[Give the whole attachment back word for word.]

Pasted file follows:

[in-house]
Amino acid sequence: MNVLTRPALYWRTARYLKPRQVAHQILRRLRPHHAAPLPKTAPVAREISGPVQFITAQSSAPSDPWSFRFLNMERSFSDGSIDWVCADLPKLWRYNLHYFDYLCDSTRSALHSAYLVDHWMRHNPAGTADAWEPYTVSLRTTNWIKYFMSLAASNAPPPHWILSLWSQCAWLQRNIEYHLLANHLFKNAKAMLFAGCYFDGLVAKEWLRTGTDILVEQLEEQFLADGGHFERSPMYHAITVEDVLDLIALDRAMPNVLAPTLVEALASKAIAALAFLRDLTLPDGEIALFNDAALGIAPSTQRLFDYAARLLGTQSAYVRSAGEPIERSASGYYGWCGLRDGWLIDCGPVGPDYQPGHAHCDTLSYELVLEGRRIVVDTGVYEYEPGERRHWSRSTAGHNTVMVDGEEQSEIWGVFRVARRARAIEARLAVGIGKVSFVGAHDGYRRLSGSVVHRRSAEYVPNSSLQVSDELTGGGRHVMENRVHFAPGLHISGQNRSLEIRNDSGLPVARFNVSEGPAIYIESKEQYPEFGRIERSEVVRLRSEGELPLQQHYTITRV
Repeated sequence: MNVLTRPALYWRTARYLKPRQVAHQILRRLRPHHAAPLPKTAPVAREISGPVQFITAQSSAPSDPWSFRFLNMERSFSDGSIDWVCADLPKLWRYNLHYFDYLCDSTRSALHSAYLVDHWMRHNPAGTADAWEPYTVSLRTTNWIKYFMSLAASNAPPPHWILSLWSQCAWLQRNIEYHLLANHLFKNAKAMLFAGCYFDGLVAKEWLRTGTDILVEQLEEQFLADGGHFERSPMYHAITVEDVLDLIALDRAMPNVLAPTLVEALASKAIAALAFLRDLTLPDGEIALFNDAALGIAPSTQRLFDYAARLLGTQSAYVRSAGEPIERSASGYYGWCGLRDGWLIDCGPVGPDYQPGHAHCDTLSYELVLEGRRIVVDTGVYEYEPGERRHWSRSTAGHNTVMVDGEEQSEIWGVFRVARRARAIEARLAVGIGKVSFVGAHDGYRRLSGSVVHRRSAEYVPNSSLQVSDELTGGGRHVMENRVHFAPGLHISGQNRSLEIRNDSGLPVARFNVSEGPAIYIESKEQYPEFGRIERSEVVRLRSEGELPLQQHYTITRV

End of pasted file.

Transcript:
[in-house]
Amino acid sequence: MNVLTRPALYWRTARYLKPRQVAHQILRRLRPHHAAPLPKTAPVAREISGPVQFITAQSSAPSDPWSFRFLNMERSFSDGSIDWVCADLPKLWRYNLHYFDYLCDSTRSALHSAYLVDHWMRHNPAGTADAWEPYTVSLRTTNWIKYFMSLAASNAPPPHWILSLWSQCAWLQRNIEYHLLANHLFKNAKAMLFAGCYFDGLVAKEWLRTGTDILVEQLEEQFLADGGHFERSPMYHAITVEDVLDLIALDRAMPNVLAPTLVEALASKAIAALAFLRDLTLPDGEIALFNDAALGIAPSTQRLFDYAARLLGTQSAYVRSAGEPIERSASGYYGWCGLRDGWLIDCGPVGPDYQPGHAHCDTLSYELVLEGRRIVVDTGVYEYEPGERRHWSRSTAGHNTVMVDGEEQSEIWGVFRVARRARAIEARLAVGIGKVSFVGAHDGYRRLSGSVVHRRSAEYVPNSSLQVSDELTGGGRHVMENRVHFAPGLHISGQNRSLEIRNDSGLPVARFNVSEGPAIYIESKEQYPEFGRIERSEVVRLRSEGELPLQQHYTITRV
Repeated sequence: MNVLTRPALYWRTARYLKPRQVAHQILRRLRPHHAAPLPKTAPVAREISGPVQFITAQSSAPSDPWSFRFLNMERSFSDGSIDWVCADLPKLWRYNLHYFDYLCDSTRSALHSAYLVDHWMRHNPAGTADAWEPYTVSLRTTNWIKYFMSLAASNAPPPHWILSLWSQCAWLQRNIEYHLLANHLFKNAKAMLFAGCYFDGLVAKEWLRTGTDILVEQLEEQFLADGGHFERSPMYHAITVEDVLDLIALDRAMPNVLAPTLVEALASKAIAALAFLRDLTLPDGEIALFNDAALGIAPSTQRLFDYAARLLGTQSAYVRSAGEPIERSASGYYGWCGLRDGWLIDCGPVGPDYQPGHAHCDTLSYELVLEGRRIVVDTGVYEYEPGERRHWSRSTAGHNTVMVDGEEQSEIWGVFRVARRARAIEARLAVGIGKVSFVGAHDGYRRLSGSVVHRRSAEYVPNSSLQVSDELTGGGRHVMENRVHFAPGLHISGQNRSLEIRNDSGLPVARFNVSEGPAIYIESKEQYPEFGRIERSEVVRLRSEGELPLQQHYTITRV